The Monday afternoon session opened with the resolutions “Labor Law Reform” and “Organize the Unorganized: The UE National Organizing Plan.” President Peter Knowlton then recognized Director of Organization Gene Elk, who gave the organizing report.
The second session of UE’s 75th convention was held on Monday Morning, August 28th. Delegates discussed resolutions on Workplace Struggle, Restore the Right to Strike, Collective Bargaining, Healthcare for All and Collective Bargaining for Public Employees. They also heard from guest speaker Bonnie Castillo from National Nurses United, who spoke about the importance of a culture of organizing, fighting for social solutions instead of market solutions to social issues, and the struggle for single-payer healthcare for all.
The UE 75th National Convention opened today with General President Peter Knowlton leading the delegates in the chant “Who Are We? UE!!!”
President Knowlton introduced Whitney Allen, Minister of Music at Mount Calvary Baptist Church in Pittsburgh and niece of UE General Counsel Irene Thomas, who sang the national anthem and “Lift Every Voice and Sing.”
UE's three geographic regions - Northeast, Eastern and Western - had their meetings on Saturday in Pittsburgh, to prepare delegates for the national convention that starts tomorrow.
Delegates heard shop reports about negotiations, workplace struggles and special situations from around the country, from North Carolina to Erie, PA and from Massachusetts to Iowa, and conducted regional business. Highlights from the regional meetings included:
UE's 75th National Convention gets started Sunday morning, but some UE members have been in Pittsburgh since Thursday, getting ready for UE’s most inspirational, educational, democratic rank and file event.
UE Young Activists have been hard at work since 5:00 p.m. Thursday, learning about UE and labor history, participating in a workshop on effective strategies for winning fights against management, and assisting with UE organizing.
On Thursday August 3, a packed room of UE Local 1121 members enthusiastically voted to ratify the new contract with their company, Aramark Laundry Services. It was the strongest contract the workers had won, with 40-cent wage increases every year, their first-ever paid sick days, and a stronger safety committee. The vote came at the end of more than three months of fierce struggle by the laundry workers that culminated with the local’s first-ever job action, shutting down production as workers walked out and marched around the plant for 45 minutes at the start of this week.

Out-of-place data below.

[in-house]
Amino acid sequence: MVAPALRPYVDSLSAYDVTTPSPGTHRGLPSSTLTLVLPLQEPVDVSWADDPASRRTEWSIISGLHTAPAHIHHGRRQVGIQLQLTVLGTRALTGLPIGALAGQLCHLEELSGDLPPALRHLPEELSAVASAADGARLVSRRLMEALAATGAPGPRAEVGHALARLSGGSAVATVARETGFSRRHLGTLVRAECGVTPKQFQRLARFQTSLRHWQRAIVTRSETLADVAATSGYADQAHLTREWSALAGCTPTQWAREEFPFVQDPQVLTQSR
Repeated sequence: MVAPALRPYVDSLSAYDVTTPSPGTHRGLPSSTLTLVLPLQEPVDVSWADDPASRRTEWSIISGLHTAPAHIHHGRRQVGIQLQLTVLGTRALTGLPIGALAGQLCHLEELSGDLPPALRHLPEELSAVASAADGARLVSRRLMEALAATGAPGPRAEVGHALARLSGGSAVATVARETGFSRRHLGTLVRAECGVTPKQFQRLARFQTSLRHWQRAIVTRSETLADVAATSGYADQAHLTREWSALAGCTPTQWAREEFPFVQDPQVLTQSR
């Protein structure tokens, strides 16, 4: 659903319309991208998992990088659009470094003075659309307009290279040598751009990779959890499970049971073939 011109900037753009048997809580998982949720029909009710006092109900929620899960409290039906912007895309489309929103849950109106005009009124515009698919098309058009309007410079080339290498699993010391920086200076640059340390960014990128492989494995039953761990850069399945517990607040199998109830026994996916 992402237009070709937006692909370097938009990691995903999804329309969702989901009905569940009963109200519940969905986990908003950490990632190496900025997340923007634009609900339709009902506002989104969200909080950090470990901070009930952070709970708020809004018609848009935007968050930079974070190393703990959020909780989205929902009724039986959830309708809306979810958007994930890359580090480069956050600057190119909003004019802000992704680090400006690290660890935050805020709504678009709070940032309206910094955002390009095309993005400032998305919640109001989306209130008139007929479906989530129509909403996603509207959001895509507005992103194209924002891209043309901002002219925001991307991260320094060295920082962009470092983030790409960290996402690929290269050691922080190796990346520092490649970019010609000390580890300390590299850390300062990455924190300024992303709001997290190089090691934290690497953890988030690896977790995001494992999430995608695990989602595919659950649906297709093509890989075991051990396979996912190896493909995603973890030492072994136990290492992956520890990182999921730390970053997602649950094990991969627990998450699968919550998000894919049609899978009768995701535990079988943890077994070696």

As one part of its struggle against GE's announced plan to move even more work out of the Erie plant, UE Local 506 commissioned an economic impact study by the firm Parker Philips. The union announced the results of that study today with the following press release. Click the link at the bottom to download the full report.
Economic Impact of GE Job Transfers Will Have Ripple Throughout Pennsylvania, Erie County Economies
Workers at the National Visa Center (NVC) organized to join UE last year, and overcame their employer’s tough anti-union campaign to win a National Labor Relations Board (NLRB)election and gain union representation last October 19. Over the following four months, this workforce of nearly 600 received its UE charter as local 228, and members negotiated and ratified their first union contract, approved on February 28.
In a classic UE battle, members of Local 274 for three months militantly fought against concession demands by their employer, Kennametal. On June 22, the local bargaining committee signed a tentative agreement for a new two-year agreement. The following day, the 74 members unanimously ratified it. Local President Shawn Coates calls it “a great contract with good benefits and good wage increases.”
On February 17, members of UE Local 1118 voted to ratify a new one-year agreement with their employer, FCi. These workers process forms for the United States Customs and Immigration Service at its Chicago Field Office, run by FCi as a federal contractor.
The contract settlement came after a fast-paced month of struggle between the workers and management. FCi tried to avoid negotiating a new contract with the union, and instead pushed for an extension of the agreement already in place. This extension would not have included any wage increase or change in contract language.